But it wasn’t until AD 274, 72 years later, that Roman Emperor Aurelian proclaimed a celebration of Sol Invictus, and no clear evidence that this celebration on this date actually took place until AD 354. One article, ‘Calculating Christmas’, concludes:
Thus, December 25th as the date of the Christ’s birth appears to owe nothing whatsoever to pagan influences upon the practice of the Church during or after Constantine’s time. It is wholly unlikely to have been the actual date of Christ’s birth, but it arose entirely from the efforts of early Latin Christians to determine the historical date of Christ’s death.
And the pagan feast which the Emperor Aurelian instituted on that date in the year 274 was not only an effort to use the winter solstice to make a political statement, but also almost certainly an attempt to give a pagan significance to a date already of importance to Roman Christians. The Christians, in turn, could at a later date re-appropriate the pagan ‘Birth of the Unconquered Sun’ to refer, on the occasion of the birth of Christ, to the rising of the ‘Sun of Salvation’ or the ‘Sun of Justice.’1
So clearly the pagan celebration on that date is the counterfeit, not the original.
In that case, what is the real source of the 25 December date? It is an extra-biblical Jewish tradition, called the ‘integral year’. This means that a prophet’s lifespan would be an exact number of years, so he would die on an anniversary of his conception, the real beginning of life. Jesus’ death was calculated as 25 March by the Western church, and 6 April by the Eastern Church. Therefore this same date was celebrated as the date Christ was conceived. Nine months later is 25 December or 6 January, and the latter date is still celebrated in the Eastern Orthodox church (and many branches of the Western church celebrate ‘Epiphany’ on the same day, now to commemorate the arrival of the unknown number of magi and their three gifts).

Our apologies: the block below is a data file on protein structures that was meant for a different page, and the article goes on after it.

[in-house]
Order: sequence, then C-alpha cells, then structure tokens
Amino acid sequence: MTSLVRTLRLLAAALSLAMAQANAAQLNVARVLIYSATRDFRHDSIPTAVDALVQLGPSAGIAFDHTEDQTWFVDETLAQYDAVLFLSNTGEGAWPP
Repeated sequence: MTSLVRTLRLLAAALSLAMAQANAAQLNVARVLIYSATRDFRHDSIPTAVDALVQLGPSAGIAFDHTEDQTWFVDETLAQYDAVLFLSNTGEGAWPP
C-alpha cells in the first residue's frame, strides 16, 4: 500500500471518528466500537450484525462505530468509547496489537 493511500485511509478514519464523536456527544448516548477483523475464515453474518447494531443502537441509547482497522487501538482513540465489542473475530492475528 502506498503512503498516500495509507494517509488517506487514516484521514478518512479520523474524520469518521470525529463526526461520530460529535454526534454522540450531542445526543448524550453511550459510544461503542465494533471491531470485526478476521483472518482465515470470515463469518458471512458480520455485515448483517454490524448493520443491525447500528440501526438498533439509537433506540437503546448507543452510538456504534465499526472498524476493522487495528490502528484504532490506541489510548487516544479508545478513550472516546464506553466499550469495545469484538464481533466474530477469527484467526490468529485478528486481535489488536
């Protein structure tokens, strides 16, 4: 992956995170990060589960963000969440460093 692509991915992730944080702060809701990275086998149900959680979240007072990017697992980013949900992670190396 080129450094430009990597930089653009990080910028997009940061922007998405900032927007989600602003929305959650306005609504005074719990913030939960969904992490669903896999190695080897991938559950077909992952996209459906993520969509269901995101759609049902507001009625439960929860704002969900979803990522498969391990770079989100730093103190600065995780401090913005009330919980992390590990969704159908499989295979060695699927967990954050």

For example, the leading Church Father Augustine explicitly taught this integral year concept:
For He is believed to have been conceived on the 25th of March, upon which day also He suffered; so the womb of the Virgin, in which He was conceived, where no one of mortals was begotten, corresponds to the new grave in which He was buried, wherein was never man laid, neither before nor since. But He was born, according to tradition, upon December the 25th.2
Objections to 25 December
It’s common to object to 25 December with claims that Jesus could not have been born on this date. CMI doesn’t say that Christ was definitely born on this day (we doubt that it’s possible to know for sure), or what we should or should not do then. But we do say that many common arguments against this date are fallacious—see Christmas–Why? and the answers to critics below the article.